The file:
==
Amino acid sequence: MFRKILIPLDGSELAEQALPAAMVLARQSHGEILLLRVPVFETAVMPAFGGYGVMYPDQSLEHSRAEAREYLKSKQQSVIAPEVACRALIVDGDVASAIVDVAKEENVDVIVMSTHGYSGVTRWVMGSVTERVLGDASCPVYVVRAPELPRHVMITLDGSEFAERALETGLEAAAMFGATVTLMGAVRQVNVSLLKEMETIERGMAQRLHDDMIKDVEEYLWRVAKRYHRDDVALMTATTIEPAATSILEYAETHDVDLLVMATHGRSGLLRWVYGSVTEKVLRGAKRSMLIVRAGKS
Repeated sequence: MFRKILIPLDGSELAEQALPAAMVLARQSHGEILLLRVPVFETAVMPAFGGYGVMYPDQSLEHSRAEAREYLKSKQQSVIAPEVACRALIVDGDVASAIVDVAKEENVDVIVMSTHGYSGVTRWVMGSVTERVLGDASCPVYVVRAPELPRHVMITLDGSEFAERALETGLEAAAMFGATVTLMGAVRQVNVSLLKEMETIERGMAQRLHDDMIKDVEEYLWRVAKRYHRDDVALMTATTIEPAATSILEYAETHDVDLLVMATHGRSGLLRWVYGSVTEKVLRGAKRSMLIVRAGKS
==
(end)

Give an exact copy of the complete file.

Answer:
Amino acid sequence: MFRKILIPLDGSELAEQALPAAMVLARQSHGEILLLRVPVFETAVMPAFGGYGVMYPDQSLEHSRAEAREYLKSKQQSVIAPEVACRALIVDGDVASAIVDVAKEENVDVIVMSTHGYSGVTRWVMGSVTERVLGDASCPVYVVRAPELPRHVMITLDGSEFAERALETGLEAAAMFGATVTLMGAVRQVNVSLLKEMETIERGMAQRLHDDMIKDVEEYLWRVAKRYHRDDVALMTATTIEPAATSILEYAETHDVDLLVMATHGRSGLLRWVYGSVTEKVLRGAKRSMLIVRAGKS
Repeated sequence: MFRKILIPLDGSELAEQALPAAMVLARQSHGEILLLRVPVFETAVMPAFGGYGVMYPDQSLEHSRAEAREYLKSKQQSVIAPEVACRALIVDGDVASAIVDVAKEENVDVIVMSTHGYSGVTRWVMGSVTERVLGDASCPVYVVRAPELPRHVMITLDGSEFAERALETGLEAAAMFGATVTLMGAVRQVNVSLLKEMETIERGMAQRLHDDMIKDVEEYLWRVAKRYHRDDVALMTATTIEPAATSILEYAETHDVDLLVMATHGRSGLLRWVYGSVTEKVLRGAKRSMLIVRAGKS